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A pain in the neck
  1. Ayeshea Zacharkiw,
  2. Helen Williams
  1. Radiology Department, Birmingham Children's Hospital, Birmingham, UK
  1. Correspondence to Dr Helen Williams, Radiology Department, Birmingham Children's Hospital, Steelhouse Lane, Birmingham, B4 6NH, UK; helen.williams{at}

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From questions on page 71.


The correct answer is C; langerhans cell histiocytosis (LCH). The second lateral cervical spine radiograph shows complete collapse of C3 vertebral body (figure 4, arrowed), also called a vertebra plana, with abnormal vertebral alignment indicating cervical spine instability.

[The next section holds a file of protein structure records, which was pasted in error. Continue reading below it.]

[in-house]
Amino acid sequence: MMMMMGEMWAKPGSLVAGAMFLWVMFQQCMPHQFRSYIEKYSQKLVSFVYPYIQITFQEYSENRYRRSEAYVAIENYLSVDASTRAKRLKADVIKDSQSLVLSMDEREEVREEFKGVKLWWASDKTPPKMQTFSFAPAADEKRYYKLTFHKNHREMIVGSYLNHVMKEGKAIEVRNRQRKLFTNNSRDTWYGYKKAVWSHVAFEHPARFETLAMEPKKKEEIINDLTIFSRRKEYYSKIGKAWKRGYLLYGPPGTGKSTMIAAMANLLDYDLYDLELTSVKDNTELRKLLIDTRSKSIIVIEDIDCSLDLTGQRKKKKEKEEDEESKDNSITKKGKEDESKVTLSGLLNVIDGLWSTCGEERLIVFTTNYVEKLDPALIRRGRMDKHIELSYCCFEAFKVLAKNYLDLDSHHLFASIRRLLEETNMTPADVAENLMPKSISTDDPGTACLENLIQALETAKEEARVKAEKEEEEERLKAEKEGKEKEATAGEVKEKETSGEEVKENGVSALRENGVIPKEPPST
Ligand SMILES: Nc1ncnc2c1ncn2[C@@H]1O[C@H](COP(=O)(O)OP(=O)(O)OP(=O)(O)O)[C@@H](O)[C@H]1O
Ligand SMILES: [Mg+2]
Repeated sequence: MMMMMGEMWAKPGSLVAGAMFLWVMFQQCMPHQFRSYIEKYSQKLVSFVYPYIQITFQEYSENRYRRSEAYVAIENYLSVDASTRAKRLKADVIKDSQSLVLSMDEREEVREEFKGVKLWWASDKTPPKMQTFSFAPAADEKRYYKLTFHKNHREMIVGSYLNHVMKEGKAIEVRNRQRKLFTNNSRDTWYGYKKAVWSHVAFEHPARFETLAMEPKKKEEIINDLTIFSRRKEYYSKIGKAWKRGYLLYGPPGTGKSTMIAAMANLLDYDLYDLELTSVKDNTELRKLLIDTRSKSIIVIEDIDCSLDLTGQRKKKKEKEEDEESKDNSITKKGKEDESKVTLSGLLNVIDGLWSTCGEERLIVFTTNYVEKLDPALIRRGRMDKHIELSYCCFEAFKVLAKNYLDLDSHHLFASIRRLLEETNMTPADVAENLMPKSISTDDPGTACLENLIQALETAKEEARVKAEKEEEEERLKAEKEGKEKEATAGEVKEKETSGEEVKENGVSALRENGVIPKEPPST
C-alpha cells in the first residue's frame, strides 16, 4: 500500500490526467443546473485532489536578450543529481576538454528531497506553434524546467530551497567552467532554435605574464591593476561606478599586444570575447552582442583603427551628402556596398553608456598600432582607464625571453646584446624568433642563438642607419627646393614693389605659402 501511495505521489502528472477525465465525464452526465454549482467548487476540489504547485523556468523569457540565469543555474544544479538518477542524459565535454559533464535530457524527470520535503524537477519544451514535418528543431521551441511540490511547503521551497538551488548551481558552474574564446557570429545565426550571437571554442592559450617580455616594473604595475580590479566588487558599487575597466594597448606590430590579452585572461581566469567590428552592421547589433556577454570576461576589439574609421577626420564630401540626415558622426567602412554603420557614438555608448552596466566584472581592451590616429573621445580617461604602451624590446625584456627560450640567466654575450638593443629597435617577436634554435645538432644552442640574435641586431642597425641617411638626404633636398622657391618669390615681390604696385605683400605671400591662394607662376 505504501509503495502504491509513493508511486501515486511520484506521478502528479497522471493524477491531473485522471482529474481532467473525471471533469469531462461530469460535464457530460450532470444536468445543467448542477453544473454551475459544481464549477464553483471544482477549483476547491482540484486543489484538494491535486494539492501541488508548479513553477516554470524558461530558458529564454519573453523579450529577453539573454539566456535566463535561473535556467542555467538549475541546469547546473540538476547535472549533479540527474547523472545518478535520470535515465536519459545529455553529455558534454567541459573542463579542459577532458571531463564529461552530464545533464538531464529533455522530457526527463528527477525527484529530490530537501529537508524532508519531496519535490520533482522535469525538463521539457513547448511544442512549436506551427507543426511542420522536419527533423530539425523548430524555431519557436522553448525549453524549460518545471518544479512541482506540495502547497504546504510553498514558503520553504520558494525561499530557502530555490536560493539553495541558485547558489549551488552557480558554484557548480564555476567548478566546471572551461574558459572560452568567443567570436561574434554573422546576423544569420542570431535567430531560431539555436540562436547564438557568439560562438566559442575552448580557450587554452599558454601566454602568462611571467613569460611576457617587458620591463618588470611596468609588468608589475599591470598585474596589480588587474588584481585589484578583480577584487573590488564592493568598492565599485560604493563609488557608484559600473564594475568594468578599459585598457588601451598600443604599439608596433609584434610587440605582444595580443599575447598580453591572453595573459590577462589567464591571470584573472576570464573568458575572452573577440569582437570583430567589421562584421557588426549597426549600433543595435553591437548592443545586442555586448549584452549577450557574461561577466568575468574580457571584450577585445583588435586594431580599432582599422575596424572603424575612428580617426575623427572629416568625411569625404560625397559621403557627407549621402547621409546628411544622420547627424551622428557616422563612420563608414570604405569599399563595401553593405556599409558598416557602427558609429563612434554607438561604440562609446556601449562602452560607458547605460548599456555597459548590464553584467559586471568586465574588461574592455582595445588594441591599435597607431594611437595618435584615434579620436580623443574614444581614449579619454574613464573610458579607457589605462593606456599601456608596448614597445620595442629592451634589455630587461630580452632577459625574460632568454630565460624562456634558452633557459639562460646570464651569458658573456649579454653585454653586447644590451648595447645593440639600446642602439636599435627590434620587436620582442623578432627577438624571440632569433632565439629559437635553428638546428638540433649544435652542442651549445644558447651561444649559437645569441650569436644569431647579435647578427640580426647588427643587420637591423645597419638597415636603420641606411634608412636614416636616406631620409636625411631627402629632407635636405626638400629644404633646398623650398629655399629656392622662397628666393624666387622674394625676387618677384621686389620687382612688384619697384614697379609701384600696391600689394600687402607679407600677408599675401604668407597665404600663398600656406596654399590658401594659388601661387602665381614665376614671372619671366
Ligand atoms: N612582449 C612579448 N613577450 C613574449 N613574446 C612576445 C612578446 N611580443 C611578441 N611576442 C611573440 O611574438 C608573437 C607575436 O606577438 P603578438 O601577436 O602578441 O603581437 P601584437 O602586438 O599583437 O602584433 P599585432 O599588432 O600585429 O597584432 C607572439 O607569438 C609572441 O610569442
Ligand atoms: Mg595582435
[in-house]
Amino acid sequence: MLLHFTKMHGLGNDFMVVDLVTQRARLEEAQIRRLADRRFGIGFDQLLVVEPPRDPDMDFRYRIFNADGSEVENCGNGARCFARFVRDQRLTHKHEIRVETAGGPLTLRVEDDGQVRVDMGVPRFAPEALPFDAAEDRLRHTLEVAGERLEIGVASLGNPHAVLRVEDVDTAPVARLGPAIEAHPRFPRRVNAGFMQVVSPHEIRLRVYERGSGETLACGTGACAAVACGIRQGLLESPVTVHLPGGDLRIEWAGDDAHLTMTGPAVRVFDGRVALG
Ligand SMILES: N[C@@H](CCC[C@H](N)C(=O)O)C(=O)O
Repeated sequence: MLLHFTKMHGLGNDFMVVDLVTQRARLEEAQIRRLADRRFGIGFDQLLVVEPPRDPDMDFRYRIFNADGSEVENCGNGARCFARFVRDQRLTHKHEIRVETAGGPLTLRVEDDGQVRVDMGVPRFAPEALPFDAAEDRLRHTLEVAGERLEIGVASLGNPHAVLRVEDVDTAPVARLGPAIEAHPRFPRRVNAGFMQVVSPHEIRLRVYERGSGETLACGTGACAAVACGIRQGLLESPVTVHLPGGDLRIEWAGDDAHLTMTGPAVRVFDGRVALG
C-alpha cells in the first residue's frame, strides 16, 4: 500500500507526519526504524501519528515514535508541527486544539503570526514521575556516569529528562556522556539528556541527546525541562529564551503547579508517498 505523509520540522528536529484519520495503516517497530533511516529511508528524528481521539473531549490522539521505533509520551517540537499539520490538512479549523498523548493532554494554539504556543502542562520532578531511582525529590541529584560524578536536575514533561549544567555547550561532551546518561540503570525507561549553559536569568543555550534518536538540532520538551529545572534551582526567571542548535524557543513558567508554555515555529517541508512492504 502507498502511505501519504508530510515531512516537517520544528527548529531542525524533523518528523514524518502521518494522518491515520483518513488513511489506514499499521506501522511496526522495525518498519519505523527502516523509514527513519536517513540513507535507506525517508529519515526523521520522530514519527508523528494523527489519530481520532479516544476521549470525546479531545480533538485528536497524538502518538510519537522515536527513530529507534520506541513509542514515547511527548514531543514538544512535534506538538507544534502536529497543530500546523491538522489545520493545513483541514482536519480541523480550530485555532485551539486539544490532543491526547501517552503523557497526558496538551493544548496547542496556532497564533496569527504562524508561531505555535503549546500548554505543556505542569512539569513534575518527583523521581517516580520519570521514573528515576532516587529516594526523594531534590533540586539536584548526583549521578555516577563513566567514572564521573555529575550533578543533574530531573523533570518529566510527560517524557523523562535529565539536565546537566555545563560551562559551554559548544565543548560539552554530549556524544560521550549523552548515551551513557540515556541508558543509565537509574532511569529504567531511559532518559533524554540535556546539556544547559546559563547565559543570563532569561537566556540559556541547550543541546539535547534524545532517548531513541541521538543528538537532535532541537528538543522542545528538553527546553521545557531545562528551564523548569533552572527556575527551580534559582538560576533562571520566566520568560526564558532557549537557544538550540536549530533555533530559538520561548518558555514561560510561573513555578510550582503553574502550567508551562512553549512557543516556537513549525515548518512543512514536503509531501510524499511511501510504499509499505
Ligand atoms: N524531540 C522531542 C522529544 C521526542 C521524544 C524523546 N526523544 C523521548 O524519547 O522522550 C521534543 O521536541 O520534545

Figure 4

LCH is a non-neoplastic proliferative disorder of histiocytes/dendritic cells (Langerhans cells being the histiocytes limited to skin). Clinical presentation can vary widely and LCH has historically been described as a number of different entities such as eosinophilic granuloma, Hand-Schüller-Christian disease and Letterer-Siwe disease often just representing the extent of organs/tissues involved. Treatment of LCH is based on risk stratification dependent on the extent of disease at presentation, namely; single bony-site, multiple bony-site or multisystem (multiorgan) involvement. Significant mortality is associated with multisystem disease in patients aged less than 2 years. Patients with only bone involvement have the best prognosis. LCH is seen from birth …

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  • Competing interests None.

  • Provenance and peer review Commissioned; internally peer reviewed.